Many people have asked me how a university president with more than 30 years in higher education ended up writing a young adult fantasy series. It’s a good question, and one I enjoy answering. I’m drawn to the writing of middle grade/young adult fantasy books, not because I’m a university president, but because I’m a teacher, and the teacher in me loves reading, writing, telling a good story, and communicating those loves to students.

I also write because I’m a friend, parent, and grandparent who loves sitting around a leisurely meal with friends and family and telling a good yarn. And more specific than that, I love the supernatural, thrillers, mysteries, legends, myths, fantasy, and fairy tales. I write stories about those things because that’s what I like to read and talk about, and so indulge a personal joy and special pleasure.

The Story of the Bible

But also, I love teaching the Bible, and my specific discipline is biblical theology. In covering the content of that discipline, I do it not in the form of connected abstractions, but by telling the story of the Bible; that is, by utilizing the overarching narrative, the story, which holds together the many bits and pieces of history, poetry, wisdom, ethical instruction, and prophecy found in the various genres of Scripture.

Even a book like the Psalms, the hymnbook of Israel, has beneath it the unfinished story of Israel’s hopes and agonies, a story of injustice and unfulfilled liberty. Israel has been promised by divine contract that she’s a special people, to be favored and preserved to fulfill her role to tell the now largely forgotten story of the one true God to the scattered nations and thus restore God’s good creation – but the plan hasn’t happened. Israel’s contractual failures have instead honored lesser gods and initiated personal agony and community misery. The long-suffering creator God’s promises to bless Israel and through them to restore his world have not yet been fulfilled.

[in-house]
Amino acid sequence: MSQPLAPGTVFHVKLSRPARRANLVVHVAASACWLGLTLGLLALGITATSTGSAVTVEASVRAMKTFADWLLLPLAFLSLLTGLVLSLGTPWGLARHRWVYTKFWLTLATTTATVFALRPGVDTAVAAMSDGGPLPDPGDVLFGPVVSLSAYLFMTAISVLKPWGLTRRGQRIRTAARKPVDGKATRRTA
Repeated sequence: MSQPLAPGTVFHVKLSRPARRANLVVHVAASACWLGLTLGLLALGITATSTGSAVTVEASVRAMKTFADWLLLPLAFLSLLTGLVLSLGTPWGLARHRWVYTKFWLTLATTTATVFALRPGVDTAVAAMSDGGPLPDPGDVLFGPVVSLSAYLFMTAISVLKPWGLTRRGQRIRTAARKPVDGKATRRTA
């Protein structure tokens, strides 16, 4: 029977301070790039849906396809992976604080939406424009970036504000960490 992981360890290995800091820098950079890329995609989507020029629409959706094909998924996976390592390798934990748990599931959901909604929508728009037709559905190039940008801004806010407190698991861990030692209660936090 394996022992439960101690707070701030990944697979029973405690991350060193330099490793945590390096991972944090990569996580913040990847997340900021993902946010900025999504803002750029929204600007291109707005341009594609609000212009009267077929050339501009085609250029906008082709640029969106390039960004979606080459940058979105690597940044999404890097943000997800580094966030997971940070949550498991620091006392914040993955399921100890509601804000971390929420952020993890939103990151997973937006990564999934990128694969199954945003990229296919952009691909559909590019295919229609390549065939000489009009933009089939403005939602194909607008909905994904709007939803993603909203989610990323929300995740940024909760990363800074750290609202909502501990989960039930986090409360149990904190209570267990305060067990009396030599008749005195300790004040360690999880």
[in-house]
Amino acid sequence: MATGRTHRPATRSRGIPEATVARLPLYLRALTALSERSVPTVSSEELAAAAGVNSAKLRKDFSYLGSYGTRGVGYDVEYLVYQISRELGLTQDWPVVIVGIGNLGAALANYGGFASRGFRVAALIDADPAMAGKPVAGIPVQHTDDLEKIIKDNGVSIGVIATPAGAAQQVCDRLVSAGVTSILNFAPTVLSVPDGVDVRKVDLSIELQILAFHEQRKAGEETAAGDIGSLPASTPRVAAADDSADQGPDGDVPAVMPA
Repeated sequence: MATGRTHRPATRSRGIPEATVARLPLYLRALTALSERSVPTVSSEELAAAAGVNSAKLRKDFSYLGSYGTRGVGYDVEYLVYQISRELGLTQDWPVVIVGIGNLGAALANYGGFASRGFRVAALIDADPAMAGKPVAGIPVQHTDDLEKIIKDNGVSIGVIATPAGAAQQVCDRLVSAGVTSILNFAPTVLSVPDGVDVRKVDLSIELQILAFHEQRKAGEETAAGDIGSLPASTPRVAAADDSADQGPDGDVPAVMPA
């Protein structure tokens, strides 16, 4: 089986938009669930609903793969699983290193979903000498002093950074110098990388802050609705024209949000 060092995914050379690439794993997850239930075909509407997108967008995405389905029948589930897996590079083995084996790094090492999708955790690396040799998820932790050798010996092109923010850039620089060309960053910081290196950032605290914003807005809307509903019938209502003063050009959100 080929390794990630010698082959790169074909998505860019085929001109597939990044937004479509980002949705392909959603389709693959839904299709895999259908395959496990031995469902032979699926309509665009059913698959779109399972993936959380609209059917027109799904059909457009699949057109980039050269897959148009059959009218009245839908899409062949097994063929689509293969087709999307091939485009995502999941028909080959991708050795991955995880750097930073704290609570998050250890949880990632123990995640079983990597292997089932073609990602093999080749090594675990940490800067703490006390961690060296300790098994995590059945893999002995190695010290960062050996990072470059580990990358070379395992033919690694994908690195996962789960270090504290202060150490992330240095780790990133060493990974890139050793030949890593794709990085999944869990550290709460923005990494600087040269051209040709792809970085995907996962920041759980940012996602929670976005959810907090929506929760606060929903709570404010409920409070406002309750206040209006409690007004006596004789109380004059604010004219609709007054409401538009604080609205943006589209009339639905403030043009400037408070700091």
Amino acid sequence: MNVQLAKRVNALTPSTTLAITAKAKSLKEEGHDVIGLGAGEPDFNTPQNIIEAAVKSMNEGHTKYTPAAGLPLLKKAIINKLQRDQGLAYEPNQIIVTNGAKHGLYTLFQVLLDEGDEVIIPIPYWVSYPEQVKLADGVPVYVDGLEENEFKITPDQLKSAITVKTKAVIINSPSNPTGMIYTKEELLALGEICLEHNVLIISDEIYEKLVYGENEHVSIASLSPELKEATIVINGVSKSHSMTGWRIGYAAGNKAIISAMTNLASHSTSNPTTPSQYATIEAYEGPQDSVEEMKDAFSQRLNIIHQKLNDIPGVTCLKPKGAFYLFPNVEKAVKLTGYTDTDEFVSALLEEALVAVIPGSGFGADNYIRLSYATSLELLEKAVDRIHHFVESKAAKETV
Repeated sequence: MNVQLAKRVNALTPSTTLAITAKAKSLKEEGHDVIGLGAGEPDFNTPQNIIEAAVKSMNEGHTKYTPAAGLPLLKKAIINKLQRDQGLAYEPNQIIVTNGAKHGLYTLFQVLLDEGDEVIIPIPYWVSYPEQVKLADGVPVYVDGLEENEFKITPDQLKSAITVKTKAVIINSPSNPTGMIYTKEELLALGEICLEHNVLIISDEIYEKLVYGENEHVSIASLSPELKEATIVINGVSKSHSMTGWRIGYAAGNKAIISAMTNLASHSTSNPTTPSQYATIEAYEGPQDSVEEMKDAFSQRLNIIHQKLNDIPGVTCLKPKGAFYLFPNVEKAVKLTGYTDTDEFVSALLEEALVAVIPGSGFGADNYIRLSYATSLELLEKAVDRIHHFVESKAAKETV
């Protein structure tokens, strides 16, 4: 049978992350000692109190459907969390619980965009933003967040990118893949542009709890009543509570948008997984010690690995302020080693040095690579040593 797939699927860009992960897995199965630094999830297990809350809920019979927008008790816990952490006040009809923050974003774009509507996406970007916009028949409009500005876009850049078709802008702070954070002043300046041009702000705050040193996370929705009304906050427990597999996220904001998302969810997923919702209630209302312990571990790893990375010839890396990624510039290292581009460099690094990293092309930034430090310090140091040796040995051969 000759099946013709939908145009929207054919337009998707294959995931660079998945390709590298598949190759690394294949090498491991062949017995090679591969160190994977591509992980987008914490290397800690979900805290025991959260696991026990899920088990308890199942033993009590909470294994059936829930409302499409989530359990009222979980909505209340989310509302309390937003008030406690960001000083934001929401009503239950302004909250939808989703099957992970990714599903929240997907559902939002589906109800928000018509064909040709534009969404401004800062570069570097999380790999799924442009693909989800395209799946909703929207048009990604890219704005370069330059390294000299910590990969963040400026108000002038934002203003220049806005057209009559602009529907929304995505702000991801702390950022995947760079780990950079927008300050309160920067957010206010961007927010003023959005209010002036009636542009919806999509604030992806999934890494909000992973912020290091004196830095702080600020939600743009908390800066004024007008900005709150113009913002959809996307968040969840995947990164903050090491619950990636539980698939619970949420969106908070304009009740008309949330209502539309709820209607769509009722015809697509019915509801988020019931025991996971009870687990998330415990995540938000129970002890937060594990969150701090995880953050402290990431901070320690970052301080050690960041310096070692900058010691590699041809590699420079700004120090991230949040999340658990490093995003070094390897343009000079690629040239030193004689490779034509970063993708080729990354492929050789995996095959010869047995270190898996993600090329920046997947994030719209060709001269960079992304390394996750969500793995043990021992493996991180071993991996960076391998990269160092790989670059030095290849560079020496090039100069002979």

The story of the Bible is thus the (as yet unfinished) story of the world, involving a beautiful setting spoiled by human rebellion and then a plan of rescue developed through Abraham, Israel, and Jesus, a climactic rescue that will include all the nations of the earth and indeed the entire created order of things visible and invisible.

All the elements of story

As a story it’s complete, starting as it does with a peaceful setting spoiled by an inciting incident that hooks the reader and carries us through the central parts of covenant promise as well as setbacks and temporary rescues involving major characters and subplots until – though not yet finished on the stage of history, as the completed story foretells – we get to the end, the re-creation of heaven and earth.

This large story of the Bible deals with the supernatural and big questions of God, life, good and evil, and the meaning of the world. It comes across in a literary sense as myth, but it’s the myth that really happened. So, I’ve been drawn to write fantasy because I think it is one of the best ways to convey the story of the world, the story that really happened, and continues today.

The story of Hamelin Stoop was born when the currently unfinished story of the Bible connected in my mind with another story, a legend actually, which I thought seemed unfinished. I’ll tell you about it in my next article.

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